Friday, October 30, 2009

amana mañana



During my recent search for a house, I had several requirements for a place to live.


The first was access to high-speed internet. It is my window to the outside world.


But the second was almost as important: a good kitchen. I like to cook. And I like to eat what I cook. So much so that the retirement gift I requested from my employer was a set of good-quality cookware. I certainly could not find it here.


Most Mexican kitchens are Spartan, but utilitarian. They get the job done.


But I discovered early on that many of the homes in my part of tropical Mexico do not have kitchens. The cooking takes place outside over a charcoal-powered flame. Only a bit more sophisticated than my Boy Scout camping days.


Some homes have a "stove" -- based around a frame that holds both the pot and the charcoal off the ground. The photograph at the top of this post is an example.


Outside cookery has its advantages. The cooking smells are not trapped in the house. There are days when I infuse peppers into my cooking oil that I wish I was cooking outside. The kitchen ends up smelling like a Roman square following a police-dispersed political riot.


It is also economical. Buying charcoal is cheaper than dealing with the cost and inconvenience of propane. The trade off is that charcoal affords next to no heat control.


If the setup sounds a bit primitive, you do not have to go too far back in American history to find houses where the kitchen was in a separate building from the main house -- usually for fire prevention.


I may have a small kitchen in the new house, but it is inside.
And it will be near a high-speed internet connection.

11 comments:

Todd said...

I am constantly amazed at the ability of people here to make the most out of the least.

The "Kitchen" they have at the soup kitchen we are involved with is so minimal and the quality and quanity of food they put out is amazing!

Todd

Islagringo said...

Yeah for both items. Do you have indoor plumbing?

Babs said...

My kitchen is a slight step up from the photo.......well maybe I'm exaggerating. What not having a real oven has done for me is to make me be more innovative when cooking for dinner parties.......

Leslie Limon said...

Whenever we decide to move from our current rental, I have 3 requirements for a new home. A working kitchen indoors, an indoor bathroom and Internet access. When we lived with my in-laws, you had to walk through the patio to get to either the kitchen or bathroom. Not fun during rain season and winter! And not good for a family with asthma.

So glad that you found the two things you were looking for!

Anonymous said...

I think you should set up an outside charcoal stove and learn to cook a few authentic meals on it. You might find that this takes you into the culture in more ways than you can now imagine.

A Nony Moose

jennifer rose said...

Steve, many high-end Mexican houses do not have fancy kitchens. Like bathrooms and laundry rooms, kitchens are considered utility areas not worthy of the touches that Estadounidenses have grown to expect like Corian and granite. Those rooms are considered places for execution of private business.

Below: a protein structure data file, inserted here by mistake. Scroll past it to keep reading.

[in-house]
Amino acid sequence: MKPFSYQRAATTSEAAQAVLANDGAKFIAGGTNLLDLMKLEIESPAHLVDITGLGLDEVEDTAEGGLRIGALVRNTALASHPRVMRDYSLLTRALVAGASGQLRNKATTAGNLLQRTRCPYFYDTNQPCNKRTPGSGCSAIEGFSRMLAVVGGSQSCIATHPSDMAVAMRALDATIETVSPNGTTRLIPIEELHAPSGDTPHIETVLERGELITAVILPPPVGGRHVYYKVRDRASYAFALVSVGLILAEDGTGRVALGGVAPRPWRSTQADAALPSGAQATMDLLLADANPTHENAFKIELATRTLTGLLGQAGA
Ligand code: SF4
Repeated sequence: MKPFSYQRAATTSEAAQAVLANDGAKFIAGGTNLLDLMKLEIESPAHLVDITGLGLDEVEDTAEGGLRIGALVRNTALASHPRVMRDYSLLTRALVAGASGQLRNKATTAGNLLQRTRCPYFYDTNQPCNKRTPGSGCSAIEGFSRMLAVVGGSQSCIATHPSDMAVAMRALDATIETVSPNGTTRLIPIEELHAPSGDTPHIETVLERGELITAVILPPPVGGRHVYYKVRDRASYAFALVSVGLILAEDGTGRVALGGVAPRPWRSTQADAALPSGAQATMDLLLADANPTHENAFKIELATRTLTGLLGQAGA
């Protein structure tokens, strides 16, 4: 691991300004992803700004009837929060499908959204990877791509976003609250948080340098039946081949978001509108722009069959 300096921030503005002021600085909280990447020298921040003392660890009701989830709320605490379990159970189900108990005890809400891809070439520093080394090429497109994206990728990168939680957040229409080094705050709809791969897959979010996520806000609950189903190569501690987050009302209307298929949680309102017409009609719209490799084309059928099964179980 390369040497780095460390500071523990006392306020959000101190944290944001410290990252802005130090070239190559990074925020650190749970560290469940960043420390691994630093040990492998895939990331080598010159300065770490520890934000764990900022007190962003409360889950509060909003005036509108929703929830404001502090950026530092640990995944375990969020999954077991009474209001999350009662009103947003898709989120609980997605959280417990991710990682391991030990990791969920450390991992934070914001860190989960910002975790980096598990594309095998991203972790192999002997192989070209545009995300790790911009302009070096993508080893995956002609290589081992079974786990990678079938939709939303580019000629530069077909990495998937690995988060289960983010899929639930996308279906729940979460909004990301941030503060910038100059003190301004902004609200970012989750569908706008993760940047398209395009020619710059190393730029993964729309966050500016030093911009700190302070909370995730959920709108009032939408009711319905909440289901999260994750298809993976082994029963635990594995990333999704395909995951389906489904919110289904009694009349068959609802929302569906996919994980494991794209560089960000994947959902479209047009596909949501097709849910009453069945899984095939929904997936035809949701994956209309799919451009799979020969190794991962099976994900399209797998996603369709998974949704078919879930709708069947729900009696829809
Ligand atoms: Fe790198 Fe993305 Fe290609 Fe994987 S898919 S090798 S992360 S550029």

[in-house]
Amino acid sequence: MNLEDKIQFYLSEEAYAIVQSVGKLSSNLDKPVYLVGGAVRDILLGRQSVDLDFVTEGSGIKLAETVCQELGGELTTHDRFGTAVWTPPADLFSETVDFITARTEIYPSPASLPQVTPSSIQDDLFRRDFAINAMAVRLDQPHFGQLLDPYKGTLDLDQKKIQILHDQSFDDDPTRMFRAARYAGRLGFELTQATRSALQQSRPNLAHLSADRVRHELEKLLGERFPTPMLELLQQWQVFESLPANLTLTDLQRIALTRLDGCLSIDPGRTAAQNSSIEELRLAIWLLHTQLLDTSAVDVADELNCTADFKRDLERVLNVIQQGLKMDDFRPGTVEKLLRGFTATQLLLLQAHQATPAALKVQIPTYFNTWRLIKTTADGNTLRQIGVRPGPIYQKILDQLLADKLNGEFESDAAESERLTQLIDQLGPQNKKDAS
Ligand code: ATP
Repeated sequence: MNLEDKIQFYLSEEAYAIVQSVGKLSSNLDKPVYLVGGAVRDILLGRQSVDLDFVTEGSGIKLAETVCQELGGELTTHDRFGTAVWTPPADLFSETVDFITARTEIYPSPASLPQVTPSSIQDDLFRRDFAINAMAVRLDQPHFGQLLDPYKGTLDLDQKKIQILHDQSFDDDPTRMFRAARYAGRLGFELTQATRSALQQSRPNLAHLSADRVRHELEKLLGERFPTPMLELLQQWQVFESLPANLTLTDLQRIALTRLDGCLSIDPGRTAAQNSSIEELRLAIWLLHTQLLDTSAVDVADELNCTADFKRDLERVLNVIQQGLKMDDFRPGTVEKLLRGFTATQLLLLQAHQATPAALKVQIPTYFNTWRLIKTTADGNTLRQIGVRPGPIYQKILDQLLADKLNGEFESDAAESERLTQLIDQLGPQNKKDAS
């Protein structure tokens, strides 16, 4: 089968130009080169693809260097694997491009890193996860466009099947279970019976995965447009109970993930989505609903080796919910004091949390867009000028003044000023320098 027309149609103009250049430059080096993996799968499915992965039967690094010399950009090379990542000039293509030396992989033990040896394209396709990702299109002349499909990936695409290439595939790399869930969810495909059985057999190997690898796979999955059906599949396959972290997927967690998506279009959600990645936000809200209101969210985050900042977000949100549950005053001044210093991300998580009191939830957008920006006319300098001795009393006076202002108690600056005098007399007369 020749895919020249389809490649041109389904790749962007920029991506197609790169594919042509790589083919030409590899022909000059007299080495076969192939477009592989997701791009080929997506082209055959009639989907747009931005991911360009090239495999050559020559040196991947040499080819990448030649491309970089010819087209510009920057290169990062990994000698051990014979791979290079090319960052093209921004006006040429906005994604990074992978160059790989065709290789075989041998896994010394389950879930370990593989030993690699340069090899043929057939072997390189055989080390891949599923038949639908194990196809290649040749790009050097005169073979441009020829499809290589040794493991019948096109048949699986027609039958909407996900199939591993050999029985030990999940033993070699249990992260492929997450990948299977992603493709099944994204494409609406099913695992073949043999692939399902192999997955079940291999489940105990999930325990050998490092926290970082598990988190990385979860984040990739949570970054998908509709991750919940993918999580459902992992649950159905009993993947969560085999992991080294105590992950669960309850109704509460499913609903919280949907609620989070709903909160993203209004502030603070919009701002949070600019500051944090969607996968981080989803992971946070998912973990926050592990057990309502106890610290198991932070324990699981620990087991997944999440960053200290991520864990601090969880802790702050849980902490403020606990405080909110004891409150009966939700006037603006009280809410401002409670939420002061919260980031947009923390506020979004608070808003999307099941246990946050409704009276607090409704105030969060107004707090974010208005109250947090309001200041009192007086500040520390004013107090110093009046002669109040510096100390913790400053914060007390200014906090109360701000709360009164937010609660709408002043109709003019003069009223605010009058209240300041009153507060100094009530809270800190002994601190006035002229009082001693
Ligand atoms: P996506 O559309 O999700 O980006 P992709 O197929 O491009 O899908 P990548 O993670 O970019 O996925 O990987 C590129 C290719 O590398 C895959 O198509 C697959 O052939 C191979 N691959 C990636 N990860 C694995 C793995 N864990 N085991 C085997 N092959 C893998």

When I designed my house, I wanted a kitchen that would be a comfortable gathering place at parties, because people, at least the the U.S., tend to congregate there. I was so proud of my kitchen, with its granite counters and custom cabinets, but when I would invite Mexican friends to linger there, you would've thought that I'd asked them to join me in the bathroom.

Steve Cotton said...

Todd -- Of course, No more than 100 years ago, Americans and Canadians knew how to get by with very little, as well. Now, we stand in awe.

Islagringo -- I took that for granted, but see Leslie's comment. I guess I shouldn't.

Babs -- My new-fangled pans do not work very well on the smaller counter-top cookers. I cannot use my wok and saute pan at the same time. Of course, why should I be trying to use both at the same time, you ask. Good question.

Leslie -- I looked at several homes that had the bedrooms separated from the living quarters. Interesting, but I thought the same. What happens during the rainy season?

ANM -- You seem to be confused at my adventurous goals here. Of course, reverting to Boy Scout days may do a lot of good for me.

Jennifer -- There is no doubt that my NOB notions are not shared by my Mexican neighbors. My new house is located in a very poor neighborhood -- the type of neighborhood where an old blanket serves as the front door. I have seen many a shaking head at my antics. I cannot wait to meet them.

- Mexican Trailrunner said...

Upon exploring Mexico for a couple of weeks, my 94 year old mother said, 'Never have I seen people with so little do so much'. To echo Todd. It is amazing.
Steve, when I lived in CA I had Henkles and Calphalon cookware, still got the Henkles but am now cooking over gas with clay. Almost exclusively I cook in the traditional Mexican pottery and love it. It heats up fast and holds heat well.
I believe less is better.

Steve Cotton said...

Mexican Trailrunner -- I love cooking in clay. But I have never had luck getting crispy vegetables out of clay cookers.

Anonymous said...

So after you cook dinner on that "stove," you should head down to the river and pound your clothing with a rock.

Nothing like going native.

Saludos,

Kim G
Boston, MA
Where the ex insisted on a stainless-steel professional stove, a seeming extravagance at the time. Now it's much-loved.

Steve Cotton said...

Kim -- It would be an improvement over the top-loading washer that seems to simply trap dirt in the creases of the washing.

A stainless steel professional stove? I am on my way to Boston.